>> From: Mark Watson [mailto:watsonm@netflix.com]
>> Sent: den 8 november 2011 22:36
>> To: Jan Lindquist
>> Cc: Silvia Pfeiffer; Vickers, Mark; public-web-and-tv@w3.org WG
>> Subject: Re: [MEDIA_PIPELINE_TF] HTML media errors
>> On Nov 8, 2011, at 1:01 AM, Jan Lindquist wrote:
>>> Hi Mark,
>>> I would not suggest to standardize the error details. It is too  
>>> controversial to try to list "any" list, even one addition will cause  
>>> a debate. This is the reason i am suggesting simply a new "result"  
>>> attribute which is not mandatory (can try to make it mandatory) with  
>>> the purpose of simply give more details for the reason for the error.
>> Ok, but again, this is not going to fly in the HTML group. It was very  
>> clear to me that they will want to see an explicit - small - list of  
>> well-defined values.
>> The issue is ensuring consistency in what user agents report and for  
>> page authors to know what to expect. For our part at Netflix it would  
>> be worth our while to track what different codes different UAs reported  
>> and we have the resources to deal with that complexity. The argument is  
>> that other users of the web don't have those luxuries.
>>> Peronsally I would like to see that there is a protocol indication in  
>>> order to differentiate the error codes from different protocols. We do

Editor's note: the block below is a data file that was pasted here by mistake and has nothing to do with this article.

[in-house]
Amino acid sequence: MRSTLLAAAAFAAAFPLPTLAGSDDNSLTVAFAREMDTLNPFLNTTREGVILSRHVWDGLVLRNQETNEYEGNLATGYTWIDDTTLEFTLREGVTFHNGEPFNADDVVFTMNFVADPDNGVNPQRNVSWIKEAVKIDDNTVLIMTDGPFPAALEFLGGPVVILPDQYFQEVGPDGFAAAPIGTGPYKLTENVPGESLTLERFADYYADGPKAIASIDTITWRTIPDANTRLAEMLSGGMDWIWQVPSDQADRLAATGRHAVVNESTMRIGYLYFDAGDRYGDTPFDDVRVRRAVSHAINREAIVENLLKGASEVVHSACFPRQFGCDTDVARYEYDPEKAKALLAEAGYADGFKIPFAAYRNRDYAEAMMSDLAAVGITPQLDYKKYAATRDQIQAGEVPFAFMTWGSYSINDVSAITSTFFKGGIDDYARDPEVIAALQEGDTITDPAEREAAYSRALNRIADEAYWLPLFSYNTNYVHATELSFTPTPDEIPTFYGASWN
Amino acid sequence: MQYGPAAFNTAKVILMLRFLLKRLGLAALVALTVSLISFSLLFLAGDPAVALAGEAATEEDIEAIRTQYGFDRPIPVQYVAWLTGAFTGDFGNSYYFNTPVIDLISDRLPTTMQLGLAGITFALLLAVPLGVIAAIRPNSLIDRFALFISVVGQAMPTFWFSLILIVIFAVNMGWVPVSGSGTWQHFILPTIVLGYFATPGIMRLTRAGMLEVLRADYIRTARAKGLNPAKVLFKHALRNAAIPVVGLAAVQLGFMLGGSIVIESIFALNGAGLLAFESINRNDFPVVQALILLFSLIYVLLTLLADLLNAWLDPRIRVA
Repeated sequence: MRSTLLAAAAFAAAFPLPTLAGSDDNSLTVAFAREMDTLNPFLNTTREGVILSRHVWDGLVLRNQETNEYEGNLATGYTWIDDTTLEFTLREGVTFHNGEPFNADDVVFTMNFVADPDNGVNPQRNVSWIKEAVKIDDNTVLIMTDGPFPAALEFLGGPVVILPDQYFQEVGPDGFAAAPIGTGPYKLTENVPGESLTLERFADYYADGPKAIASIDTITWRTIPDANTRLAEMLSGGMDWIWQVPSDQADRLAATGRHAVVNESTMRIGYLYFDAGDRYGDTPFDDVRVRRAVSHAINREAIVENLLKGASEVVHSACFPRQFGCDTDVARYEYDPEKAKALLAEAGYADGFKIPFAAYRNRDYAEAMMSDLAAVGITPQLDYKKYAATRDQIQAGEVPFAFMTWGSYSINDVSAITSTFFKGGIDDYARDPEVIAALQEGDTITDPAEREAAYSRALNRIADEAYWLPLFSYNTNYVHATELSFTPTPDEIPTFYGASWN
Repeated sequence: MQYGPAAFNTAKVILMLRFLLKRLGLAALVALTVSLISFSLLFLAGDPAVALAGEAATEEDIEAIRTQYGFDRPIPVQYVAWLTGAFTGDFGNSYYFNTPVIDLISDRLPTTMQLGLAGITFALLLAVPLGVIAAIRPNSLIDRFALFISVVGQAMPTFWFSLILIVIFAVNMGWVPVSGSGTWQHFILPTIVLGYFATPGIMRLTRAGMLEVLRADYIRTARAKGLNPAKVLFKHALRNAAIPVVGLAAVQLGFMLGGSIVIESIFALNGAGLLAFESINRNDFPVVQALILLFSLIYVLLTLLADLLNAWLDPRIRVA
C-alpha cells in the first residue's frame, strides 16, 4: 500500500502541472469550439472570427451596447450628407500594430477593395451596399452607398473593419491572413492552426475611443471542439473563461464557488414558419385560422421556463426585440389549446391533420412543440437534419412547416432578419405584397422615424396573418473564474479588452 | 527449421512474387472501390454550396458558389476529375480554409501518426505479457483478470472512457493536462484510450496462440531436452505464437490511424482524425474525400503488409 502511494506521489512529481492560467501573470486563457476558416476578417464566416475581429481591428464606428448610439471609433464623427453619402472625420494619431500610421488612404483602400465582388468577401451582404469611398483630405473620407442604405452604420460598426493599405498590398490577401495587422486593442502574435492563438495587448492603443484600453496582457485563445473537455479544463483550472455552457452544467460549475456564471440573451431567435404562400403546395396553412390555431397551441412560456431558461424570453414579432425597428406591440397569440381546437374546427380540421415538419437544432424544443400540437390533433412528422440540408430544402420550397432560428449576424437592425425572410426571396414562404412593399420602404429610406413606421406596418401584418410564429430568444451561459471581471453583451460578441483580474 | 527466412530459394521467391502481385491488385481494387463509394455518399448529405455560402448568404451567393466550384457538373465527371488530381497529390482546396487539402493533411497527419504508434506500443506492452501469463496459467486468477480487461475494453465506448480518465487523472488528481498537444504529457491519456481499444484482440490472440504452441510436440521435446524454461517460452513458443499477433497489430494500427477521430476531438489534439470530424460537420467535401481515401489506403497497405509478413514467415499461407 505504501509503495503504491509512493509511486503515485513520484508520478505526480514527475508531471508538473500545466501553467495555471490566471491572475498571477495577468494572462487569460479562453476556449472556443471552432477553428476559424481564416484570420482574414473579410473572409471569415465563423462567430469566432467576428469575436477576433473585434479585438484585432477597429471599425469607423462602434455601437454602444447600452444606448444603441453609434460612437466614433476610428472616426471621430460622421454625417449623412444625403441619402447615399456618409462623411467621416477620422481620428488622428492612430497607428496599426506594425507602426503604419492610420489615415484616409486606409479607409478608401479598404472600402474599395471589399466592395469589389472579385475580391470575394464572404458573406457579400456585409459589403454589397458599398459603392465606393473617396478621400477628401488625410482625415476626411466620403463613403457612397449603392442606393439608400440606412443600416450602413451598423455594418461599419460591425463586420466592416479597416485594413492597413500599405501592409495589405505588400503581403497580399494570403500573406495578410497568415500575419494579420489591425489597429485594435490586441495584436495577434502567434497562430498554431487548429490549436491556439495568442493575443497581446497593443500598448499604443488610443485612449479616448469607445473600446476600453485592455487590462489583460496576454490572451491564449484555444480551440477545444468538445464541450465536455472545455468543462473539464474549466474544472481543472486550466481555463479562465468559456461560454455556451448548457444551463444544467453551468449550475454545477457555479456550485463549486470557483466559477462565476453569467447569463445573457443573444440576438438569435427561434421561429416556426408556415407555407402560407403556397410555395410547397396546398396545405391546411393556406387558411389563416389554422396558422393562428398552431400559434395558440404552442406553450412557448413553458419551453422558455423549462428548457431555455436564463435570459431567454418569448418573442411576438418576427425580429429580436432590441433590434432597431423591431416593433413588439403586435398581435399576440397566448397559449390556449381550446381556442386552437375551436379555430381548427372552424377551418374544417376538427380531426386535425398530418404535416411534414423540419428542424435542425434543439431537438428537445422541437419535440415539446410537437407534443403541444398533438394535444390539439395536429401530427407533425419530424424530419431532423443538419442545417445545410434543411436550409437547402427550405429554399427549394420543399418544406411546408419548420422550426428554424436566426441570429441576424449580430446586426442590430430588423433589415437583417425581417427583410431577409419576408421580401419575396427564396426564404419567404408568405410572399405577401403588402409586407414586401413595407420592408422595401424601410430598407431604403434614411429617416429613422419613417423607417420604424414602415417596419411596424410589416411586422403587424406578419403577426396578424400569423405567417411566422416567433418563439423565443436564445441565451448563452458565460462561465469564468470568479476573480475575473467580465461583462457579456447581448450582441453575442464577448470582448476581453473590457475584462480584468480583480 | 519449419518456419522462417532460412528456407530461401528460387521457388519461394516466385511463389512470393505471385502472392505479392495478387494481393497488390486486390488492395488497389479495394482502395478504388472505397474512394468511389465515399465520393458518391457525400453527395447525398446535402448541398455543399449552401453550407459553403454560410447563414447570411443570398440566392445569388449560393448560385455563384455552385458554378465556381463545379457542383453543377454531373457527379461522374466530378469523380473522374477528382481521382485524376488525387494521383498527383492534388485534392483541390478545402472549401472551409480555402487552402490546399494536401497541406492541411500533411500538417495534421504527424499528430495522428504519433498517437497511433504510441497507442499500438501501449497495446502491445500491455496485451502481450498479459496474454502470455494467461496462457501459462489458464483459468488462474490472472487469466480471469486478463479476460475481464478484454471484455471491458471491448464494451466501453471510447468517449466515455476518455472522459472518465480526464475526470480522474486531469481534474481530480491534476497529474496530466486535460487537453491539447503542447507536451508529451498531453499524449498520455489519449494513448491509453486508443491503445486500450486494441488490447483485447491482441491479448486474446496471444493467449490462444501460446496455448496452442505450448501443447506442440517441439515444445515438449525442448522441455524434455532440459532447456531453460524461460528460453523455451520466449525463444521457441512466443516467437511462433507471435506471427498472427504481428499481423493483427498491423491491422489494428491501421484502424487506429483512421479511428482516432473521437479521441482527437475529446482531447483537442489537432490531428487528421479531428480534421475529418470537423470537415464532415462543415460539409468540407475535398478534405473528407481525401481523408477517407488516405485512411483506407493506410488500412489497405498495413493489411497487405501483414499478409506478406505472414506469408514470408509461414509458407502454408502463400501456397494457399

>>> not need to specify which protocols.
>>> So the explanation for the new attribute can be very short without any  
>>> details except to provide examples.
>> You wanna draft a counter-proposal and see what people say ?
>> ...Mark
>>> Regards,
>>> JanL
>>> -----Original Message-----
>>> From: Mark Watson [mailto:watsonm@netflix.com]
>>> Sent: den 8 november 2011 00:44
>>> To: Jan Lindquist
>>> Cc: Silvia Pfeiffer; Vickers, Mark; public-web-and-tv@w3.org WG
>>> Subject: Re: [MEDIA_PIPELINE_TF] HTML media errors
>>> Jan,
>>> Do you mean that we should have a string and should specific in HTML  
>>> the exact list of possible values that the string can take ?
>>> Or do you mean that it should be open for implementors to return error  
>>> codes that are not in the explicit list in the specification ?
>>> We discussed the latter at the Content Protection break-out on  
>>> Wednesday, despite it being completely off-topic (that was my fault).  
>>> Whilst I personally would be fine with such an approach, it seemed  
>>> clear that this would not fly at all in the HTML working group. You  
>>> also heard in the HTML group itself that even a list of 10 would be  
>>> considered by some as too much to do in one step.
>>> I think the first step has to be to get to something which could be  
>>> agreed in principle in HTML. Once the principle is established, more  
>>> errors can be added based on their individual merits.
>>> If you are proposing that we specific an explicit list, I don't see  
>>> much reason to have a string vs an integer. There are just as many  
>>> integers as strings. We can allocate ranges to different protocol  
>>> layers to keep things together if that is the concern.
>>> Regarding other protocols, I think we need to hear from the users of  
>>> those protocols that there is actually a problem. Today they have the  
>>> single "network error" code and unless we hear them speak up I think  
>>> we can assume that is sufficient. As a user of HTTP and HTTPS I'm